Murrumbidgee infrastructure upgrade under fire from environment groups

A $126.48 million federal government grant awarded to Murrumbidgee Irrigation to upgrade infrastructure is a gross misuse of public funds, according to the Nature Conservation Council.

The funding has been provided to one of Australia's largest private irrigation companies in the Murray-Darling Basin catchment area surrounding Griffith.

Murrumbidgee Irrigation claim automation works, the replacement of 20 kilometres of open channels and the construction of a surge reservoir will generate 7.4 gigalitres in water savings.

The Conservation Council said the funding committed taxpayers to pay a record $20,000 per megalitre to recover water.

Acting chief executive Jacqui Mumford said by some estimates this was the most expensive water yet in the Murray-Darling River system.

"It's a scandalous waste of taxpayers' money," she said.

"There are far cheaper and more effective ways to meet the targets of the Murray-Darling Basin Plan."

Ms Mumford said at that price the $13 billion Murray-Darling Basin fund would only buy about 20 per cent of what was required to be recovered under the basin plan.

"Water buybacks are a far cheaper way to achieve the same result and the result is more certain than forecast gains from water efficiency measures, which are highly uncertain," Ms Mumford said.

In its submission to the grant application proposal the Australian Institute wrote that calling this expensive water would be an understatement.

"Simply buying water back from willing sellers costs around $2000 per megalitre," authors Roderick Campbell and Kate McBride said.

"The MI [Murrumbidgee Irrigation] proposal represents a cost 10 times greater than simply buying back the water."

Former director of the Murray-Darling Basin Authority Maryanne Slattery said the upgrade was the latest in a stream of poor basin investments, with infrastructure in the Murrumbidgee valley particularly problematic.

"This is on the back of years and years of throwing infrastructure money into the Murrumbidgee Irrigation Area for projects that supposedly improve efficiency, but actually increase the irrigation area, which is the opposite of what the basin plan is supposed to achieve," she said.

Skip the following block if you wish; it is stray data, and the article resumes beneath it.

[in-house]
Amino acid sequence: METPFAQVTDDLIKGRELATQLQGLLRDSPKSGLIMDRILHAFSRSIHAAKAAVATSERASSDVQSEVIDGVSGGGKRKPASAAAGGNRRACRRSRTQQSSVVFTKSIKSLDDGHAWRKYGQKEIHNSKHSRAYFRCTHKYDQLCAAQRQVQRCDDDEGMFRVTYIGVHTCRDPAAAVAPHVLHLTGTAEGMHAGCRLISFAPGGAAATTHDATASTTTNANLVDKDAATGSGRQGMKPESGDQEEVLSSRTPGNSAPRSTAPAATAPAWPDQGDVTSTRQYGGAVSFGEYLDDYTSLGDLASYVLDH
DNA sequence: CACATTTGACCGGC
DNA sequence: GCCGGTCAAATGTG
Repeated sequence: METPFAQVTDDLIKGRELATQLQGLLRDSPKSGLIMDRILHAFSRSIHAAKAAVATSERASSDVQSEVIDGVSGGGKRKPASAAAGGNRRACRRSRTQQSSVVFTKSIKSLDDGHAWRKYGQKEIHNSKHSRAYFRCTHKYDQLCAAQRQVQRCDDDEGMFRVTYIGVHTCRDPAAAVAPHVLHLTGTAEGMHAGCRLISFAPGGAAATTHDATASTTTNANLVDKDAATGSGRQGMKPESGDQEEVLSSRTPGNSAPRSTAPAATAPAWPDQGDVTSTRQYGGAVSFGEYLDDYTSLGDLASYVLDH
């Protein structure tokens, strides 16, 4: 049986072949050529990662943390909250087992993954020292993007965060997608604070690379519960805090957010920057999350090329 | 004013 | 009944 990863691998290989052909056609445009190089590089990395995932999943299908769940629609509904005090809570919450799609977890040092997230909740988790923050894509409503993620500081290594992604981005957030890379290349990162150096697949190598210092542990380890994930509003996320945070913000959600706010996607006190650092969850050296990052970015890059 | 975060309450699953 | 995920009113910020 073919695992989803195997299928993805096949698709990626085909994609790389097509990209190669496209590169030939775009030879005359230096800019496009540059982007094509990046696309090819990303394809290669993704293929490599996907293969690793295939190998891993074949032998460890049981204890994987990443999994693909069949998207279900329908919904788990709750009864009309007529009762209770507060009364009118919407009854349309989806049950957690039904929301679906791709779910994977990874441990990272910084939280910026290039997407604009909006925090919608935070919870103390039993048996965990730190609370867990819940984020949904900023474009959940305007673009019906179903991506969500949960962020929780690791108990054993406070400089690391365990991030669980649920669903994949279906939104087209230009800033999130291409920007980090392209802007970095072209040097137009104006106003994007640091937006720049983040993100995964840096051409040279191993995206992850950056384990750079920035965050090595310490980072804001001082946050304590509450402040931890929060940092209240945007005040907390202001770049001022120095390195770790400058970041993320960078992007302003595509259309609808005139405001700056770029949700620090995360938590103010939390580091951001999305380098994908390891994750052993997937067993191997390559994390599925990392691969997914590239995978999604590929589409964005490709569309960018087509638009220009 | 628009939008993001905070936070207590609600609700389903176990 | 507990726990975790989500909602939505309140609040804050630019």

Ms Slattery said irrigators had been receiving money to reduce seepage for about a decade and one of those projects actually doubled the size of a major irrigation channel.

"What they say the project is for and what the project actually delivers is a different thing," she said.

Murrumbidgee Irrigation CEO Brett Jones said reports the company was essentially building a dam through investment in a new reservoir were misleading.

"It's not a dam, it's a 5000ML small surge reservoir," Mr Jones said.

He said the creation of the reservoir would allow farmers to turn on water faster with a higher flow rate than if it was coming down from the river.

Being able to divert water into the reservoir when they shut it off will prevent water from spilling out through drains and creating greater losses, Mr Jones said.

Of the forecasted water savings, Murrumbidgee Irrigation have promised 6.3GL will go back to the environment and 1.1GL will go to farmers and the local community.

Mr Jones said the socioeconomic impact which occurred during buyback programs whereby property owners profited then moved off the land should be considered in management of the Murray.

"Likewise, saying the cost of water through investment in infrastructure is over the top undervalues the actual true benefits there for the community," he said.

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Federal Water Minister Keith Pitt was in Shepparton on Wednesday, in the Nationals-held seat of Nicholls, to announce a further $66 million to upgrade the basin's river models.

The stated aim of the upgrade was to give water users better and more transparent access to information.

In Griffith, with 80 per cent of the automation work complete, Mr Jones said Murrumbidgee Irrigation had already demonstrated the project would deliver its projections.

"We've done all this work before and we've achieved the water savings that we've put forward in the past so we're very confident around the water savings numbers," he said.

The design work for the next stage of the project is almost complete and the upgrade was on track for completion ahead of its June 2024 deadline.

The Murray-Darling Basin. Picture: John Hanscombe

The Murray-Darling Basin. Picture: John Hanscombe

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